The presenter deliberated on economic crisis and residual income tax returns with her male colleague; she argued intelligently as someone who had ample knowledge about the topic. She had a British accent and gesticulated as she spoke. Her well-manicured nails were polished bright red and it suited her long slim fingers.
You watched her lips form many words, occasionally distracted by the red lipstick which gave her a chic sophisticated look. The light-skinned presenter was pretty and seemed to have it together and you wondered what her life seemed like – juggling between her career and home must be grueling. You knew something was amiss in your life, although you shoved the thought to the back of your mind.
You stood from the couch and walked to the dining, the driver had gone to pick your kids, Chisimdi and Chizara, from school. You had finished making the onugbo and pounded yam, just like Emeka instructed. He likes his food fresh so you went to the market and made food everyday. He said he doesn’t want a house-help making his food so you never had a help.
You watched the flower base at the center of the dining. The yellow tulip was Emeka’s anniversary gift to you. You plucked out one tulip bulb and examined it with feigned concentration and began yanking it off. It’s sickening to let go when clinging to a dead dream. Your MBA and MSC certificates lay somberly at the bottom of your box. Your career in financial sector sailed fast until you got married and you gave up your dreams to fan the embers of Emeka’s own. You were happy – or you thought you were. Most times, you stare at the mirror trying to recognize the image staring back at you.
You heard the security man open the gate; your kids were back from school. They rushed to you and hugged you in ecstasy like they had not seen you in a while, you held them firm in embrace and remembered the many colours of rainbow and how these little ones were the detailed part of your existence.
Their lesson teacher came to teach them and you decided to sort out the laundry. That was where you saw the receipt in his pocket. It detailed the payment of an iPhone7 three weeks ago from Osborne Phones and Accessories. You were still using the Samsung he bought you two years ago and he also used Samsung. You put the receipt back where you found it and sorted out the rest of the laundry.
The children were already asleep when he came back in the night, you ran his bath. When you brought his dinner, he said he wasn’t hungry and you resisted every urge to nag. Your mother had said that nagging makes a woman look crazy, desperate and unfortunate. Here was a hard-working man toiling to put food on your table and the least you could do was to be grateful. That night, while he took his bath, you entered the bathroom, took the sponge and scrubbed his back gently. Then you gently turned him to face you as you scrubbed his broad shoulders and wide arms, tracing every biceps with your hands. You knelt down and took him in your mouth and moans escaped his mouth.
That night, you cuddled him as he slept. It did not matter if he bought an iPhone7 that never reached home three weeks ago, or if he didn’t eat dinner at home. All that mattered was that he was in your bed lying beside you. You had defined happiness as living each day with gratitude.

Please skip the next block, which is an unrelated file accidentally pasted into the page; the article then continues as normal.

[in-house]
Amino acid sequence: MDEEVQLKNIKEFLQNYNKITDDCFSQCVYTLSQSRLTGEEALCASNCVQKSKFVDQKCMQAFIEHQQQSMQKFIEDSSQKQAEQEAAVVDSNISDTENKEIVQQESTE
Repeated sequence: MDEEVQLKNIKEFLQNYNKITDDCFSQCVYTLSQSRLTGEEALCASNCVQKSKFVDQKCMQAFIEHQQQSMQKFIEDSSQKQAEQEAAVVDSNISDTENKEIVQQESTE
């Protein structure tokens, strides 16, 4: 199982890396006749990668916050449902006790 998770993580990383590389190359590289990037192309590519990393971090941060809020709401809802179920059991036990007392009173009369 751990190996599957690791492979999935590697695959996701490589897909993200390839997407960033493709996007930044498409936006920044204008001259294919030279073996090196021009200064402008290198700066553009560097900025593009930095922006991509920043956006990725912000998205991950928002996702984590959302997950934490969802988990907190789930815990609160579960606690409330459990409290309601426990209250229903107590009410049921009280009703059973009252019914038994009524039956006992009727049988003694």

It was almost summer and travel plans had been made; once the kids finished their exams, you would travel with them to America for holidays while Emeka stayed back to work. It was your best time of the year. You bought moisturizers to aid the sheen of your supple light complexion and called Nkoli the hairdresser for home service.
Nkoli was ushered into the garden where she braided your hair into tiny twists with golden coloured hair extension. She also trimmed your brows and fixed your nails. You told her to polish it bright red because you wanted it to look like that of the presenter you saw on TV. Satisfied with her work, you paid her do generously that her eyes shone with excitement.
You called Emeka and asked him what he would have for dinner, he said scrambled eggs and plantain. That night, as he ate his dinner, you ran his shower and made sure the water was warm. While he took his bath, his phone rang and you checked the phone to know who the caller was, the screen showed ‘Oil Well’. You wondered who your husband saved his number as Oil Well – perhaps a colleague or a client. Then a message entered his phone and curiosity got the best part of you. You opened the message and it read “baby, I still feel you inside me. I can’t wait to have you all to myself.”
Your hands trembled and you felt dizzy as you carefully placed the phone on the table. While he slept that night, you watched him intently and his soft snores irritated you. Sleep was elusive and you tossed in the bed till morning.
“What do you mean you wouldn’t be traveling to America again for summer?” He asked, irritated.
“I said I won’t go again, I’m staying in Nigeria and I’m going back to work. I have already called Mr. Felix to fix me somewhere,” you said.
“And who is supposed to take care of the kids and run the house?” He thundered.
“You can resign from your job and take care of them” you replied dejectedly, looking at him with disdain.
He looked at you and knew your mind was already made up. He realized you had never spoken to him in that manner before.
When he came back that night, he was greeted by Cheta, the new house-help you employed.
“Meet Cheta, our new help, she will be living with us and doing all the chores” you said, daring him.
He looked into your blazing eyes and he chose his words carefully. “It’s okay,” he mumbled.
That night, Cheta served his food of left-over jollof rice and you didn’t run his bath.